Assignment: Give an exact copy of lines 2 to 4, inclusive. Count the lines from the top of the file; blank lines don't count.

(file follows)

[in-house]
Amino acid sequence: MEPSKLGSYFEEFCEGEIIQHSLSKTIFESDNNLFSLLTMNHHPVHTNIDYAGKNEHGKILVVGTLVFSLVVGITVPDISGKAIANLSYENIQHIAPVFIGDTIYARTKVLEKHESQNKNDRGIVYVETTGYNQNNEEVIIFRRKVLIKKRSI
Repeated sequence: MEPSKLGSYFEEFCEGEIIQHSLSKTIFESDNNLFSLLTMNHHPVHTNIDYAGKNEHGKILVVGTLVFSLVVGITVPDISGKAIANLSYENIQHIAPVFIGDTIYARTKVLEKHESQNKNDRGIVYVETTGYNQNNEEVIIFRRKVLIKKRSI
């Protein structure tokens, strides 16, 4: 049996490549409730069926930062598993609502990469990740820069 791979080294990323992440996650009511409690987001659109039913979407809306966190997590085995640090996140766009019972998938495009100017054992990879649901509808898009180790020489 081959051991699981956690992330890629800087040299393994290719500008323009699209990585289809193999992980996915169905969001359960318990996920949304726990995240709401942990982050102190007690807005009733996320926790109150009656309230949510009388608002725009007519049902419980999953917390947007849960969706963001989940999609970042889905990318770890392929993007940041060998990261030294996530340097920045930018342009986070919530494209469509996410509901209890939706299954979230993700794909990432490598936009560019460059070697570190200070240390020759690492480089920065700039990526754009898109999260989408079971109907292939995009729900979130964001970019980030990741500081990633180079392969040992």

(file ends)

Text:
Amino acid sequence: MEPSKLGSYFEEFCEGEIIQHSLSKTIFESDNNLFSLLTMNHHPVHTNIDYAGKNEHGKILVVGTLVFSLVVGITVPDISGKAIANLSYENIQHIAPVFIGDTIYARTKVLEKHESQNKNDRGIVYVETTGYNQNNEEVIIFRRKVLIKKRSI
Repeated sequence: MEPSKLGSYFEEFCEGEIIQHSLSKTIFESDNNLFSLLTMNHHPVHTNIDYAGKNEHGKILVVGTLVFSLVVGITVPDISGKAIANLSYENIQHIAPVFIGDTIYARTKVLEKHESQNKNDRGIVYVETTGYNQNNEEVIIFRRKVLIKKRSI
């Protein structure tokens, strides 16, 4: 049996490549409730069926930062598993609502990469990740820069 791979080294990323992440996650009511409690987001659109039913979407809306966190997590085995640090996140766009019972998938495009100017054992990879649901509808898009180790020489 081959051991699981956690992330890629800087040299393994290719500008323009699209990585289809193999992980996915169905969001359960318990996920949304726990995240709401942990982050102190007690807005009733996320926790109150009656309230949510009388608002725009007519049902419980999953917390947007849960969706963001989940999609970042889905990318770890392929993007940041060998990261030294996530340097920045930018342009986070919530494209469509996410509901209890939706299954979230993700794909990432490598936009560019460059070697570190200070240390020759690492480089920065700039990526754009898109999260989408079971109907292939995009729900979130964001970019980030990741500081990633180079392969040992």